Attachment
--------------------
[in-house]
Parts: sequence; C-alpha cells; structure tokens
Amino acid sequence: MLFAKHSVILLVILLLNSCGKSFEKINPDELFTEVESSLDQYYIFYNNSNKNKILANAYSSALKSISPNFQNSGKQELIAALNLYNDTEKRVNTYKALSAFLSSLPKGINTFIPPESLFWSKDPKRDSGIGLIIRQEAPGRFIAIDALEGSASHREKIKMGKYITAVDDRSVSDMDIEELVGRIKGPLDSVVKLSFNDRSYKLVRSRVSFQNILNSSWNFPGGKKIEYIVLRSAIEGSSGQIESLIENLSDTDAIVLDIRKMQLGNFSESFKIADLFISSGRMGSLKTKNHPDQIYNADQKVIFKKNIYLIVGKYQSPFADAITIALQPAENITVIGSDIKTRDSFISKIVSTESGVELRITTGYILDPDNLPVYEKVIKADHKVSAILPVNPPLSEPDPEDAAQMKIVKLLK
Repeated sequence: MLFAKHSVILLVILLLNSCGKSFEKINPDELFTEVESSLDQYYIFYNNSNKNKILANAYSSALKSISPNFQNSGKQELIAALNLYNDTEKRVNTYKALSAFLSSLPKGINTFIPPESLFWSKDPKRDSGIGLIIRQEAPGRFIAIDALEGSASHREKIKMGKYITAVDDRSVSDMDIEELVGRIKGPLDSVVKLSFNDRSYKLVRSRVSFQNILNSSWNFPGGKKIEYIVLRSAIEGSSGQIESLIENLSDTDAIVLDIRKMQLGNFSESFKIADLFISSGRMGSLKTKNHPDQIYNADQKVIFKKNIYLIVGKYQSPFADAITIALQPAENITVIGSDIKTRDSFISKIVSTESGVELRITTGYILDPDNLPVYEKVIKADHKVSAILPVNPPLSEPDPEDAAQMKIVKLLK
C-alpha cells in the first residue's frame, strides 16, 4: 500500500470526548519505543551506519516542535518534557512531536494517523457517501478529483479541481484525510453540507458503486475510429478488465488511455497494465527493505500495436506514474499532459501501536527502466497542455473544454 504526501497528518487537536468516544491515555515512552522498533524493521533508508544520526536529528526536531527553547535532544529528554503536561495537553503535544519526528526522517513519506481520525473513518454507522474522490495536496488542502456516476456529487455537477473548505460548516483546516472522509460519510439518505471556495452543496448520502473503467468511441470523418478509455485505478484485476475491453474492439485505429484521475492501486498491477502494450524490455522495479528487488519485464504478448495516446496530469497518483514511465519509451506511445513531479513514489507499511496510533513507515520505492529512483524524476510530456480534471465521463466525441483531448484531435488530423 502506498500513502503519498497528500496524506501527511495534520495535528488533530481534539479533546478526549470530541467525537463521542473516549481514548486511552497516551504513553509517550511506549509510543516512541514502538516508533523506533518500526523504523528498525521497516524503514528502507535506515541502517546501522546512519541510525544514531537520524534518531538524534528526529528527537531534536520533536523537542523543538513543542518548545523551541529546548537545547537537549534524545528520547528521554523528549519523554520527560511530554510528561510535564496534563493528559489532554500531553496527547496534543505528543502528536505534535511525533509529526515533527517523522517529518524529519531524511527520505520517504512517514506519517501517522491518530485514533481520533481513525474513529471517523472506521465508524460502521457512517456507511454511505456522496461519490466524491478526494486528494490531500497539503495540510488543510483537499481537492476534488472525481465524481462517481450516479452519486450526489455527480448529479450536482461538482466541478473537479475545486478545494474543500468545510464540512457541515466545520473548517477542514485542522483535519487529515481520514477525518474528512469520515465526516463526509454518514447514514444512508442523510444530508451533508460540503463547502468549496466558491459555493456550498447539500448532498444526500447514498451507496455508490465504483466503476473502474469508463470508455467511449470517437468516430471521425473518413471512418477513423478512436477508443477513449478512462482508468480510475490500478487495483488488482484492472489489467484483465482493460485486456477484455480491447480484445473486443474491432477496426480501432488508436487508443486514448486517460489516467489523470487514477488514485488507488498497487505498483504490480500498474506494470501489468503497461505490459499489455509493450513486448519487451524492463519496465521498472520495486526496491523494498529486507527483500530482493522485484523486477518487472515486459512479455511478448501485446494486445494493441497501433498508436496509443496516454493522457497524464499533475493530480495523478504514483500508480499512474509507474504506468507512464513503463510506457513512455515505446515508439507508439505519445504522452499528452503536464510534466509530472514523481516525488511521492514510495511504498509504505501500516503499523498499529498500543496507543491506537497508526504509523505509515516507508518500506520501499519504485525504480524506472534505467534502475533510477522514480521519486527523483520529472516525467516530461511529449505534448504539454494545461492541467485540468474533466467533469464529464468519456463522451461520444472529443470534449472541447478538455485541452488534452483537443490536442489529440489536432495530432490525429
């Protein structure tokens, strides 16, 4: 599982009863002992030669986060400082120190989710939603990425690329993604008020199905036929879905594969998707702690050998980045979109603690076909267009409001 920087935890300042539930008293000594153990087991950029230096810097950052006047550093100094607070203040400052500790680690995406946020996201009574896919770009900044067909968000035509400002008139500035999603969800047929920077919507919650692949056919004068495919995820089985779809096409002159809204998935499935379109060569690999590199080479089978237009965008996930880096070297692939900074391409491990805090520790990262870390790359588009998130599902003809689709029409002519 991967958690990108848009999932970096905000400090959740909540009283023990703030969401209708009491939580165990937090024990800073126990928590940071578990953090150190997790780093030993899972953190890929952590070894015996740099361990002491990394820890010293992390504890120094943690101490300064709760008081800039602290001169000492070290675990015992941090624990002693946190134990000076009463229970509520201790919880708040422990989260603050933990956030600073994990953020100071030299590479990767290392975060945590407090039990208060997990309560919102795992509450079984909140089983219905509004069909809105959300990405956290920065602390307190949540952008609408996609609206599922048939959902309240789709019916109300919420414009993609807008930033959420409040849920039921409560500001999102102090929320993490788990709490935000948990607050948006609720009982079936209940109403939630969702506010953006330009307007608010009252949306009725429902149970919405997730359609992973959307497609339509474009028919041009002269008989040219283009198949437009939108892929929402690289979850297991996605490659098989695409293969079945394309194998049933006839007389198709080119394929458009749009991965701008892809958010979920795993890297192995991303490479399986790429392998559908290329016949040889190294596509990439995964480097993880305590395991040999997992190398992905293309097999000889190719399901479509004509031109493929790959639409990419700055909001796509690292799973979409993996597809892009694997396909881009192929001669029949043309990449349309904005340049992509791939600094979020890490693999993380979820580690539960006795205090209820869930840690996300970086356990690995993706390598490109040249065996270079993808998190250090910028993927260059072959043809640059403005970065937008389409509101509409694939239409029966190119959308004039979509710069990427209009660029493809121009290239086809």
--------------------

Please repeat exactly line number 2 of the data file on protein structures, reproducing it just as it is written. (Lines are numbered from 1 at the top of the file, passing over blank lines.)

Parts: sequence; C-alpha cells; structure tokens